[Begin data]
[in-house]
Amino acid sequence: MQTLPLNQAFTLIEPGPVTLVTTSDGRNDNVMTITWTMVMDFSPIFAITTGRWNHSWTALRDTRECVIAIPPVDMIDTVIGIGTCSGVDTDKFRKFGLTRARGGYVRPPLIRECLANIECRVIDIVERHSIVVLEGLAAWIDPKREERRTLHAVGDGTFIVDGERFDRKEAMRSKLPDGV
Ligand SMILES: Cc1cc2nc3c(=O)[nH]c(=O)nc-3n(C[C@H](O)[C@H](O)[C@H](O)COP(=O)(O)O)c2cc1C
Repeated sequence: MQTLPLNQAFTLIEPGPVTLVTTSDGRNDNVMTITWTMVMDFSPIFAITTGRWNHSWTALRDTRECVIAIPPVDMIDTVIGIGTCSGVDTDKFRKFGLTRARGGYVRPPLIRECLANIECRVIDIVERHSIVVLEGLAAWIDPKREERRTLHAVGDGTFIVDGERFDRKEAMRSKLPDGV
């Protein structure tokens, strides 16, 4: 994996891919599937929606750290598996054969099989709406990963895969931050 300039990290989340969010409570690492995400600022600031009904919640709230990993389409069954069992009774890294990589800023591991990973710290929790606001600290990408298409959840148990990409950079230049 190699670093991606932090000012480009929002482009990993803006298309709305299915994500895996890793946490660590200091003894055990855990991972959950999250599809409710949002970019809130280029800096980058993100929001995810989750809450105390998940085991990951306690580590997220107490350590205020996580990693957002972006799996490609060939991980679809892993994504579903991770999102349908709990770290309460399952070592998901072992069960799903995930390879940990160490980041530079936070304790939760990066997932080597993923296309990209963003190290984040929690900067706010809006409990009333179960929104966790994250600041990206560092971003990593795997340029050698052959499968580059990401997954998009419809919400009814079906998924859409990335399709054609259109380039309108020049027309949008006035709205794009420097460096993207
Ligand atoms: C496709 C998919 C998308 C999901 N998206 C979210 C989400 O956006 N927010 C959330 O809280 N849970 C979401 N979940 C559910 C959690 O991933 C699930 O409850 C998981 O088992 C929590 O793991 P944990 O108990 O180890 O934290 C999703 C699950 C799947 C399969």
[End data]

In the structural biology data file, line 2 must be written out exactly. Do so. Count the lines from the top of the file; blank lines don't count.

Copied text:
Amino acid sequence: MQTLPLNQAFTLIEPGPVTLVTTSDGRNDNVMTITWTMVMDFSPIFAITTGRWNHSWTALRDTRECVIAIPPVDMIDTVIGIGTCSGVDTDKFRKFGLTRARGGYVRPPLIRECLANIECRVIDIVERHSIVVLEGLAAWIDPKREERRTLHAVGDGTFIVDGERFDRKEAMRSKLPDGV